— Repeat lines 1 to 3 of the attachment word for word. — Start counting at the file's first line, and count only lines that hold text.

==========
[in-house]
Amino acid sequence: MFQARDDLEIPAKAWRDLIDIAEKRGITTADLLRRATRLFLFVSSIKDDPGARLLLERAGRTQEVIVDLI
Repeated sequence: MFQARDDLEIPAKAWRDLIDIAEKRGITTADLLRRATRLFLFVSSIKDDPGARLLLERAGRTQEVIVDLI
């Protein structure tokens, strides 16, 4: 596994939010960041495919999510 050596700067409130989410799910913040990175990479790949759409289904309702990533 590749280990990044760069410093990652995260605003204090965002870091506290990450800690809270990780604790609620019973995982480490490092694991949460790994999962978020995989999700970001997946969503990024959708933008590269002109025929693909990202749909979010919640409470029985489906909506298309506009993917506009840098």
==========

[in-house]
Amino acid sequence: MFQARDDLEIPAKAWRDLIDIAEKRGITTADLLRRATRLFLFVSSIKDDPGARLLLERAGRTQEVIVDLI
Repeated sequence: MFQARDDLEIPAKAWRDLIDIAEKRGITTADLLRRATRLFLFVSSIKDDPGARLLLERAGRTQEVIVDLI